"Given recent concerns expressed by the Internet Engineering Task Force [IETF], coupled with the tepid support for Sender ID in the open-source community, AOL has decided to move forward with SPF-only checking on inbound e-mail at this time," AOL spokesman Nicholas Graham said in a statement.
AOL still will provide Sender ID information for outgoing mail so that its users can communicate with e-mail providers using that system, but that will be the limit of support for the standard. AOL, meanwhile, is moving ahead with its plans to implement the industry-standard Sender Policy Framework. The company said in June that it would require all of its whitelisted mailers to use SPF by the end of summer 2004.
Graham said AOLs concerns went beyond just industry standards when it made the decision to dump support for Sender ID.
"AOL has been especially concerned at the lack of acceptance for Sender ID among the free and open-source online community, though it should be made clear that licensing of Sender ID technology has never been a focus of concern for the company and its potential deployment of Sender ID technology," Graham said in the statement.
Microsoft officials downplayed the impact of AOLs announcement, saying they didnt view it as an abandonment of Sender ID. Like AOL, Microsoft will publish records for both authentication schemes but check for only one, Microsoft spokesman Sean Sundwall said. Microsoft will check the PRA (Purported Responsible Address) mechanism that it originally proposed for Sender ID, while AOL will use SPF, the method it long has backed.
"While its always cleaner and nicer to just have one, two is better than five or 10," Sundwall said.
Microsoft is optimistic that MARID will support a framework for Sender ID that allows for both mechanisms, he said.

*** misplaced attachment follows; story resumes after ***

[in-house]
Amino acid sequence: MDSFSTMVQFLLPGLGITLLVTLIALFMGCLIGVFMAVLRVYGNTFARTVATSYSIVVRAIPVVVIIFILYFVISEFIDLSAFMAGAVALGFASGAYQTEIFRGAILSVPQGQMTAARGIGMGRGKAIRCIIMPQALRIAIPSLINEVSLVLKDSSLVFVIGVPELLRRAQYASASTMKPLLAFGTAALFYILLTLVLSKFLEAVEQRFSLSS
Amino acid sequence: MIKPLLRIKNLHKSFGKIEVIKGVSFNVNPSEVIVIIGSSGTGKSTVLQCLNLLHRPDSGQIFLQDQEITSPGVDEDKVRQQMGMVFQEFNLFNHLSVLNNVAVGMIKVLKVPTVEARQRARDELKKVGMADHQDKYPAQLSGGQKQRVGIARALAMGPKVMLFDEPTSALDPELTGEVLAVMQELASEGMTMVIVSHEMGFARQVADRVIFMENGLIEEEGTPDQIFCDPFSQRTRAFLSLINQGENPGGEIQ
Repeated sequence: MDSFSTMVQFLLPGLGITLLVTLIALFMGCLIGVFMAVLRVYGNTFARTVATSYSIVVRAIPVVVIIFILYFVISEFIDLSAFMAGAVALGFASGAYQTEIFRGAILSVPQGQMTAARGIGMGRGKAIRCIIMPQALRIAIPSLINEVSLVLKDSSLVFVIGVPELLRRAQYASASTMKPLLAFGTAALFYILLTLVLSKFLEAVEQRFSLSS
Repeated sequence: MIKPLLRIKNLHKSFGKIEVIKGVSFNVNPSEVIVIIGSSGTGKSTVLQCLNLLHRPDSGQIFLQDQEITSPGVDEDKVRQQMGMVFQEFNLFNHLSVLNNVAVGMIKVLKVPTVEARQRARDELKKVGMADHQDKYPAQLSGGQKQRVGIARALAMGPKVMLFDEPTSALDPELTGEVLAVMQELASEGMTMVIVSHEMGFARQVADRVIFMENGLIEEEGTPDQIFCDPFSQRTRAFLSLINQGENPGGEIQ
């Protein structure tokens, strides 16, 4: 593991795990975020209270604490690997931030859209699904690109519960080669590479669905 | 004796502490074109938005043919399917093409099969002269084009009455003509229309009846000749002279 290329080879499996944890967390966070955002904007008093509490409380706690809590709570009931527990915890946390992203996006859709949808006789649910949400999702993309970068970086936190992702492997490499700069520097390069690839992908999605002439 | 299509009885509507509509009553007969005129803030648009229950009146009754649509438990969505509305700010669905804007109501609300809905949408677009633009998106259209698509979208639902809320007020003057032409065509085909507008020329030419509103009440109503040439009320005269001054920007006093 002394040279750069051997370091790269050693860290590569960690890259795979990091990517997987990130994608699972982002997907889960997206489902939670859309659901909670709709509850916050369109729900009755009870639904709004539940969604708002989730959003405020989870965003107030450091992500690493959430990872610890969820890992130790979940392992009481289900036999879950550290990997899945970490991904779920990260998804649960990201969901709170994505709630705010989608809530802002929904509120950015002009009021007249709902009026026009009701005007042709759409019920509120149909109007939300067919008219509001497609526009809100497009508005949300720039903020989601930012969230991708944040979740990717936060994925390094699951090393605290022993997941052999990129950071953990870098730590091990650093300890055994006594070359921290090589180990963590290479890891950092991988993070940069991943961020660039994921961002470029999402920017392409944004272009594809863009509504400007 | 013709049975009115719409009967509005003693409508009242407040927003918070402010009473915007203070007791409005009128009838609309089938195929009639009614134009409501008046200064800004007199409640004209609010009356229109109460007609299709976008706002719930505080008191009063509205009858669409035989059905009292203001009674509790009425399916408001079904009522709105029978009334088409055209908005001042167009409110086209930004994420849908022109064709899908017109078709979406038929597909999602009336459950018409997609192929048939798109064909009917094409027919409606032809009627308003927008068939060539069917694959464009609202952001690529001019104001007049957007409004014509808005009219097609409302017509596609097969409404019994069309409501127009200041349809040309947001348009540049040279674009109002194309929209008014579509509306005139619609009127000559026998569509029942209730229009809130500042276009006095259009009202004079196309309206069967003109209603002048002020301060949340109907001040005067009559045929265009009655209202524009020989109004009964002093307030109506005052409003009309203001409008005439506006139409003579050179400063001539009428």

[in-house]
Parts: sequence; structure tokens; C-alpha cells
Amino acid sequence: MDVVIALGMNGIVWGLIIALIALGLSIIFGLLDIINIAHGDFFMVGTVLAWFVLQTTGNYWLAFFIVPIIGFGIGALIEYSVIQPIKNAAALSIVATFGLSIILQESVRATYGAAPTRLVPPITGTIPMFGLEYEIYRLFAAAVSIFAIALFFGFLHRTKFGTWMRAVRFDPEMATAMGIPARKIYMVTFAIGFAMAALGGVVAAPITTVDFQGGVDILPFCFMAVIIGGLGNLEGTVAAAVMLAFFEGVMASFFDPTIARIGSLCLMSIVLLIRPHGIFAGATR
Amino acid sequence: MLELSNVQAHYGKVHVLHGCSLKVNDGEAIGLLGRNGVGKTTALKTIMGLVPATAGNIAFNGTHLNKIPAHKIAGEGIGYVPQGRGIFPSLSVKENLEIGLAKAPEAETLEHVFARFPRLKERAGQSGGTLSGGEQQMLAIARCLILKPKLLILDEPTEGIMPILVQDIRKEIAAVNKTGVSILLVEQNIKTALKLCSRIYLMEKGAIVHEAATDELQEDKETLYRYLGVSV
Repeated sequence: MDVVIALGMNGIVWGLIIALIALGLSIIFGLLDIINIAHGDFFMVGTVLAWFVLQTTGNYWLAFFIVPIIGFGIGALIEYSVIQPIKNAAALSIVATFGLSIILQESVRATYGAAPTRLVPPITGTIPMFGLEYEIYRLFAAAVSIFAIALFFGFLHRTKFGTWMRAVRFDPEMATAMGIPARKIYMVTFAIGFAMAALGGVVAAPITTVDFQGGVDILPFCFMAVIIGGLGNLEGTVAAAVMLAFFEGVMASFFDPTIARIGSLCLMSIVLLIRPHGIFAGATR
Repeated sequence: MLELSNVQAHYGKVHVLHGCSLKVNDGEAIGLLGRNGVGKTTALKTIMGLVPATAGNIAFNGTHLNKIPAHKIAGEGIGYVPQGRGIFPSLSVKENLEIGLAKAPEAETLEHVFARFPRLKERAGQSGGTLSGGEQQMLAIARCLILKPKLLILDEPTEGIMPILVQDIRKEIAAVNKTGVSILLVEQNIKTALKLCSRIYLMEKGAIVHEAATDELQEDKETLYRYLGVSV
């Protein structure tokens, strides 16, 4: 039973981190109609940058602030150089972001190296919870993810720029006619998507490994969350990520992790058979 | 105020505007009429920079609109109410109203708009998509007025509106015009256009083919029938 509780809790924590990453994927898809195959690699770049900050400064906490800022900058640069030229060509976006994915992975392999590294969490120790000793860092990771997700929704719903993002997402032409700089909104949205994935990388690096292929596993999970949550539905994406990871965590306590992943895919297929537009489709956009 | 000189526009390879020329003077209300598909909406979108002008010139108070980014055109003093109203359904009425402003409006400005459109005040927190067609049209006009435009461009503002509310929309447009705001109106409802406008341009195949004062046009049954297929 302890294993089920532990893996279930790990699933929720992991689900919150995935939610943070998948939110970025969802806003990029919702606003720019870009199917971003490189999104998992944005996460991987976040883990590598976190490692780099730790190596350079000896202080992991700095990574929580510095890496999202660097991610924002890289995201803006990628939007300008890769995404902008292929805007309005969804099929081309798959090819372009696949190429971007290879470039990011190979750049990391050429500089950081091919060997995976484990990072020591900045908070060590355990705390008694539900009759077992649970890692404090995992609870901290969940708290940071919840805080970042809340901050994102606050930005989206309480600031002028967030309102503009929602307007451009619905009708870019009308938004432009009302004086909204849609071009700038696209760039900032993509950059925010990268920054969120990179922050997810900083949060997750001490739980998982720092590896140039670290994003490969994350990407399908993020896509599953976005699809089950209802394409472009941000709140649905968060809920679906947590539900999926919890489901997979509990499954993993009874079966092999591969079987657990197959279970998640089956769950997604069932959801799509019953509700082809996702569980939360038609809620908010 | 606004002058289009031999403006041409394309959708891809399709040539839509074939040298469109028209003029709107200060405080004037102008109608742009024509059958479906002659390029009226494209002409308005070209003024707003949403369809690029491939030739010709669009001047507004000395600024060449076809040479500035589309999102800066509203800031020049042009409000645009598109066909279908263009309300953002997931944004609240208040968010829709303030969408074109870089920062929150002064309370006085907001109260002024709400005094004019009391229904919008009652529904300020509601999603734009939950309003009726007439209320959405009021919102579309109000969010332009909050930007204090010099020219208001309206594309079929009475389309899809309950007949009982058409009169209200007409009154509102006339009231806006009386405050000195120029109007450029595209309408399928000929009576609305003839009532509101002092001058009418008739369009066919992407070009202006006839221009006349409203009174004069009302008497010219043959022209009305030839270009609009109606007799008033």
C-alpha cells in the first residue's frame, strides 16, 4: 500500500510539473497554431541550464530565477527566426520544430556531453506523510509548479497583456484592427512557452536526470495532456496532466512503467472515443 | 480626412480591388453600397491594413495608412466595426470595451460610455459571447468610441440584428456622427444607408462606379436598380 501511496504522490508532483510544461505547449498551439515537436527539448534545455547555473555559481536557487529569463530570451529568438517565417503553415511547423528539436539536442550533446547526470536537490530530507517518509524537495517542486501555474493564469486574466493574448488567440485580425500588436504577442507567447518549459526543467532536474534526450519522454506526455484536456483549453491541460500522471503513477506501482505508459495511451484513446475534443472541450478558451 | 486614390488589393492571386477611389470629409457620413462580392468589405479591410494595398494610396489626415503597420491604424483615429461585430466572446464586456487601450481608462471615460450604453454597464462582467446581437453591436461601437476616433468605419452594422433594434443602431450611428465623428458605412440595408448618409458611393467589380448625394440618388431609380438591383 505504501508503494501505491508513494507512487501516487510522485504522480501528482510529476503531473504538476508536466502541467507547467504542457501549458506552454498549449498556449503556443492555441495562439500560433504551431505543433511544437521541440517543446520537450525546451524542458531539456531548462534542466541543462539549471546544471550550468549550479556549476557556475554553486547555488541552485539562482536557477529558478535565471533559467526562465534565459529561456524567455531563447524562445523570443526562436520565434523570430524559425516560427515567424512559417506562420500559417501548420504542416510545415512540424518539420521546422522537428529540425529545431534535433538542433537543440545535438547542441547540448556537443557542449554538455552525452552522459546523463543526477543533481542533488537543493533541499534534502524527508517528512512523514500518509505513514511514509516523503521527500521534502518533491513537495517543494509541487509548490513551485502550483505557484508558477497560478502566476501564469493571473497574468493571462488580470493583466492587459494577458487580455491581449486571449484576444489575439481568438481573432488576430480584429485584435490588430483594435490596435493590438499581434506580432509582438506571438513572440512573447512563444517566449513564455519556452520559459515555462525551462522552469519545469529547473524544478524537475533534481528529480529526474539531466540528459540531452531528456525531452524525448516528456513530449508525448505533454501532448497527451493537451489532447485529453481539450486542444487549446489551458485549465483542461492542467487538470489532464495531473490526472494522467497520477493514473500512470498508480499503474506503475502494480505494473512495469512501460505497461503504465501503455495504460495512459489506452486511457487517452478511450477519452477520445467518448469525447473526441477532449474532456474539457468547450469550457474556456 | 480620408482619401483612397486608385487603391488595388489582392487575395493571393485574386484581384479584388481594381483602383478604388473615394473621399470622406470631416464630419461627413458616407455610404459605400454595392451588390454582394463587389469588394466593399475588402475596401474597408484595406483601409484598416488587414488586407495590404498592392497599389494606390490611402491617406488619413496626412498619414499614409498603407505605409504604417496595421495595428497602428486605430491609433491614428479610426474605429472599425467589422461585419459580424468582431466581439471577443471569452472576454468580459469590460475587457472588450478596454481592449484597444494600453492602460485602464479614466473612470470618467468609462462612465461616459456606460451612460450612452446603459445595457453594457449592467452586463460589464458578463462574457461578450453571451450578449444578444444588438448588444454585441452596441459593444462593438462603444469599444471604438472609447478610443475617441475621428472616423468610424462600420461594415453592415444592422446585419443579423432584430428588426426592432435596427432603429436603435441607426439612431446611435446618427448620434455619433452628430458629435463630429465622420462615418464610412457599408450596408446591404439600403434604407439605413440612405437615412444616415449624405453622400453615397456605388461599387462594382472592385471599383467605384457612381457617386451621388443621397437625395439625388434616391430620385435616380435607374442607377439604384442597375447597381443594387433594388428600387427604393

Already, there are calls not to drop Sender ID from the picture. The E-mail Service Provider Coalition would prefer support for both standards.
"Sender ID solves the forgery problems that pose the biggest threat to consumer confidence in e-mail—these are not addressed by SPF," Margaret Olson, chief technology officer at Constant Contact and co-chairwoman of the ESPC Technology Committee, said in a statement. "Senders were publishing both SPF and Sender ID records before the AOL announcement, and nothing has changed."
More trouble may be ahead for Microsoft and Sender ID. The FTC (Federal Trade Commission) announced this week that the agency, along with the National Institute of Standards and Technology, would sponsor a two-day e-mail authentication summit starting Nov. 9.
The summit would examine whether any of the current or proposed standards would actually decrease spam, whether they would provide problems for e-mail providers and whether such a standard could be adopted Internetwide. The last point could prove to be a problem for Microsoft because of the proprietary nature of Sender ID.
The e-mail authentication summit is being held in response to a provision in the CAN-SPAM Act, passed by Congress in January, that called for the FTC to examine the idea of a "Do Not Spam" registry similar to the highly successful "Do Not Call" list that the FTC implemented last year.
But Wednesdays report from the FTC recommended against such a registry for spam, saying it might make spam worse because spammers would instead use the list as a source of valid e-mail addresses.
Editors Note: This story was updated to include comments from Microsoft.
Matt Hicks of eWEEK.com contributed to this report.